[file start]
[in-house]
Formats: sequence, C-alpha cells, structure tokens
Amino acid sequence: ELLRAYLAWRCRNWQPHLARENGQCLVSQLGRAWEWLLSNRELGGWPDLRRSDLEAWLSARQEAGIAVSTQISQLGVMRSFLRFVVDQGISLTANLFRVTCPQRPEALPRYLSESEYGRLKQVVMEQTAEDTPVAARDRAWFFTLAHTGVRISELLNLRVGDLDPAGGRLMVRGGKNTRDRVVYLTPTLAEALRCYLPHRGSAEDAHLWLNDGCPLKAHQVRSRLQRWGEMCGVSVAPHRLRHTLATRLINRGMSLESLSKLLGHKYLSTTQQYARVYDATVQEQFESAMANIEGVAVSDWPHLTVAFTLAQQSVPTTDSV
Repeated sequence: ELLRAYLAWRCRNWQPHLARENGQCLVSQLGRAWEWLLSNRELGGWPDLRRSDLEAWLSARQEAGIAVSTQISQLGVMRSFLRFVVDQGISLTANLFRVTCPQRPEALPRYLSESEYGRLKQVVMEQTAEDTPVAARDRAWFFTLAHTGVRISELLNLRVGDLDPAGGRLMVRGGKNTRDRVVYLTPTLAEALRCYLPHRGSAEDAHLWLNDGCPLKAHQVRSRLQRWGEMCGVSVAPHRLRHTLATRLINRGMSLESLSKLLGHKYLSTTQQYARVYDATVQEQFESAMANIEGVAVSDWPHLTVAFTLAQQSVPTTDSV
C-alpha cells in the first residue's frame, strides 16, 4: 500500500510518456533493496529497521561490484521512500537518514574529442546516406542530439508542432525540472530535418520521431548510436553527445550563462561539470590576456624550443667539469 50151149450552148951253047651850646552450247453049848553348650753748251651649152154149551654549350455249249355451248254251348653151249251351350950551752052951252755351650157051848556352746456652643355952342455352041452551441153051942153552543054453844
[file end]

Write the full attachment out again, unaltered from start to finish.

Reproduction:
[in-house]
Formats: sequence, C-alpha cells, structure tokens
Amino acid sequence: ELLRAYLAWRCRNWQPHLARENGQCLVSQLGRAWEWLLSNRELGGWPDLRRSDLEAWLSARQEAGIAVSTQISQLGVMRSFLRFVVDQGISLTANLFRVTCPQRPEALPRYLSESEYGRLKQVVMEQTAEDTPVAARDRAWFFTLAHTGVRISELLNLRVGDLDPAGGRLMVRGGKNTRDRVVYLTPTLAEALRCYLPHRGSAEDAHLWLNDGCPLKAHQVRSRLQRWGEMCGVSVAPHRLRHTLATRLINRGMSLESLSKLLGHKYLSTTQQYARVYDATVQEQFESAMANIEGVAVSDWPHLTVAFTLAQQSVPTTDSV
Repeated sequence: ELLRAYLAWRCRNWQPHLARENGQCLVSQLGRAWEWLLSNRELGGWPDLRRSDLEAWLSARQEAGIAVSTQISQLGVMRSFLRFVVDQGISLTANLFRVTCPQRPEALPRYLSESEYGRLKQVVMEQTAEDTPVAARDRAWFFTLAHTGVRISELLNLRVGDLDPAGGRLMVRGGKNTRDRVVYLTPTLAEALRCYLPHRGSAEDAHLWLNDGCPLKAHQVRSRLQRWGEMCGVSVAPHRLRHTLATRLINRGMSLESLSKLLGHKYLSTTQQYARVYDATVQEQFESAMANIEGVAVSDWPHLTVAFTLAQQSVPTTDSV
C-alpha cells in the first residue's frame, strides 16, 4: 500500500510518456533493496529497521561490484521512500537518514574529442546516406542530439508542432525540472530535418520521431548510436553527445550563462561539470590576456624550443667539469 50151149450552148951253047651850646552450247453049848553348650753748251651649152154149551654549350455249249355451248254251348653151249251351350950551752052951252755351650157051848556352746456652643355952342455352041452551441153051942153552543054453844